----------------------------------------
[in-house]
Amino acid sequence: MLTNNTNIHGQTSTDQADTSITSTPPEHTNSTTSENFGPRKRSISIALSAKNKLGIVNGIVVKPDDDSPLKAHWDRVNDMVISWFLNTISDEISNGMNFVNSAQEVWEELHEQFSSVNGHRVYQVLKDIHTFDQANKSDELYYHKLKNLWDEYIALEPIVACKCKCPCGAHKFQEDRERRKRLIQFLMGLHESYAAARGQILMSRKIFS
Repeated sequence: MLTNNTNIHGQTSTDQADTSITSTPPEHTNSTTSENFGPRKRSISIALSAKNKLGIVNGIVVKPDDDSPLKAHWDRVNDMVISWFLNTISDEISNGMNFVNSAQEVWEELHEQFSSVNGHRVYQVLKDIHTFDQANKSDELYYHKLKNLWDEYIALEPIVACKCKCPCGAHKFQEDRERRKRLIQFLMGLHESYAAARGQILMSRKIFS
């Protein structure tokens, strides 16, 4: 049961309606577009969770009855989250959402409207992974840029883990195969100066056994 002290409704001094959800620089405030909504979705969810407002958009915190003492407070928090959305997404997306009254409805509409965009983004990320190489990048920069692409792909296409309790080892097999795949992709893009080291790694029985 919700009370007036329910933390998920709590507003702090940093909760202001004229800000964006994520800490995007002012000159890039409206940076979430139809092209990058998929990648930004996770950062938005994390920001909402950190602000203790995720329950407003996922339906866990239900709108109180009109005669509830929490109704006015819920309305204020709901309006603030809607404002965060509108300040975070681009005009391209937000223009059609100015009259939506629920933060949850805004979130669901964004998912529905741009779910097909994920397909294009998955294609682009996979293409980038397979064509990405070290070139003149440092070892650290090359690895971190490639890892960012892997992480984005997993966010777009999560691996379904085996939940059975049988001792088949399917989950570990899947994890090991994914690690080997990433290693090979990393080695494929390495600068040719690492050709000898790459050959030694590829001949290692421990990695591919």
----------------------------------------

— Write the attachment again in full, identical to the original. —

[in-house]
Amino acid sequence: MLTNNTNIHGQTSTDQADTSITSTPPEHTNSTTSENFGPRKRSISIALSAKNKLGIVNGIVVKPDDDSPLKAHWDRVNDMVISWFLNTISDEISNGMNFVNSAQEVWEELHEQFSSVNGHRVYQVLKDIHTFDQANKSDELYYHKLKNLWDEYIALEPIVACKCKCPCGAHKFQEDRERRKRLIQFLMGLHESYAAARGQILMSRKIFS
Repeated sequence: MLTNNTNIHGQTSTDQADTSITSTPPEHTNSTTSENFGPRKRSISIALSAKNKLGIVNGIVVKPDDDSPLKAHWDRVNDMVISWFLNTISDEISNGMNFVNSAQEVWEELHEQFSSVNGHRVYQVLKDIHTFDQANKSDELYYHKLKNLWDEYIALEPIVACKCKCPCGAHKFQEDRERRKRLIQFLMGLHESYAAARGQILMSRKIFS
């Protein structure tokens, strides 16, 4: 049961309606577009969770009855989250959402409207992974840029883990195969100066056994 002290409704001094959800620089405030909504979705969810407002958009915190003492407070928090959305997404997306009254409805509409965009983004990320190489990048920069692409792909296409309790080892097999795949992709893009080291790694029985 919700009370007036329910933390998920709590507003702090940093909760202001004229800000964006994520800490995007002012000159890039409206940076979430139809092209990058998929990648930004996770950062938005994390920001909402950190602000203790995720329950407003996922339906866990239900709108109180009109005669509830929490109704006015819920309305204020709901309006603030809607404002965060509108300040975070681009005009391209937000223009059609100015009259939506629920933060949850805004979130669901964004998912529905741009779910097909994920397909294009998955294609682009996979293409980038397979064509990405070290070139003149440092070892650290090359690895971190490639890892960012892997992480984005997993966010777009999560691996379904085996939940059975049988001792088949399917989950570990899947994890090991994914690690080997990433290693090979990393080695494929390495600068040719690492050709000898790459050959030694590829001949290692421990990695591919």